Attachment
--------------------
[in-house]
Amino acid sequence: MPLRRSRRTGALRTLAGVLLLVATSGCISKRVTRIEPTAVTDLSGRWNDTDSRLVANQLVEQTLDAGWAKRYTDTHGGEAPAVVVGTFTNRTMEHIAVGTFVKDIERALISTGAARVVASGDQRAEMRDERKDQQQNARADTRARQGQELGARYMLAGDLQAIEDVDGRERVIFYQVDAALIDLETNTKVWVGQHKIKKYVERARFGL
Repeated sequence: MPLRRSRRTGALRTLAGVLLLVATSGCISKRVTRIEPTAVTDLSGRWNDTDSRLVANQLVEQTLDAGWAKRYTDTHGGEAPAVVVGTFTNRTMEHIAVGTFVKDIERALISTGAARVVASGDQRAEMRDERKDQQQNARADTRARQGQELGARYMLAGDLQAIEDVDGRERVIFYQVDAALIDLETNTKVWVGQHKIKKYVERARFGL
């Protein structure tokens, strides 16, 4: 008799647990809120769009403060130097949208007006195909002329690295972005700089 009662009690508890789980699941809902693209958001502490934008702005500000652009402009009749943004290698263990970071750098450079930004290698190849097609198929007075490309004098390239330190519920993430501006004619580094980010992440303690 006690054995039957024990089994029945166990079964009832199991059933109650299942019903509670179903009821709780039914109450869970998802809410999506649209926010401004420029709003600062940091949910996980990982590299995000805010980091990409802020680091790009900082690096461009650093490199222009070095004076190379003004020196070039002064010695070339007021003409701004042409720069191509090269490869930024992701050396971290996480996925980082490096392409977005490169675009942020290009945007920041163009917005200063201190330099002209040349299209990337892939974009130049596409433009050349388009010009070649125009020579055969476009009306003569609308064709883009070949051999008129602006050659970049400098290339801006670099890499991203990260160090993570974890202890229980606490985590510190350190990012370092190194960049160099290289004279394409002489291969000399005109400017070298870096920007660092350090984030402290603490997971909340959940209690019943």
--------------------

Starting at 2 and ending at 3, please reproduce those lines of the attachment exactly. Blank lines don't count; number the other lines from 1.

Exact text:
Amino acid sequence: MPLRRSRRTGALRTLAGVLLLVATSGCISKRVTRIEPTAVTDLSGRWNDTDSRLVANQLVEQTLDAGWAKRYTDTHGGEAPAVVVGTFTNRTMEHIAVGTFVKDIERALISTGAARVVASGDQRAEMRDERKDQQQNARADTRARQGQELGARYMLAGDLQAIEDVDGRERVIFYQVDAALIDLETNTKVWVGQHKIKKYVERARFGL
Repeated sequence: MPLRRSRRTGALRTLAGVLLLVATSGCISKRVTRIEPTAVTDLSGRWNDTDSRLVANQLVEQTLDAGWAKRYTDTHGGEAPAVVVGTFTNRTMEHIAVGTFVKDIERALISTGAARVVASGDQRAEMRDERKDQQQNARADTRARQGQELGARYMLAGDLQAIEDVDGRERVIFYQVDAALIDLETNTKVWVGQHKIKKYVERARFGL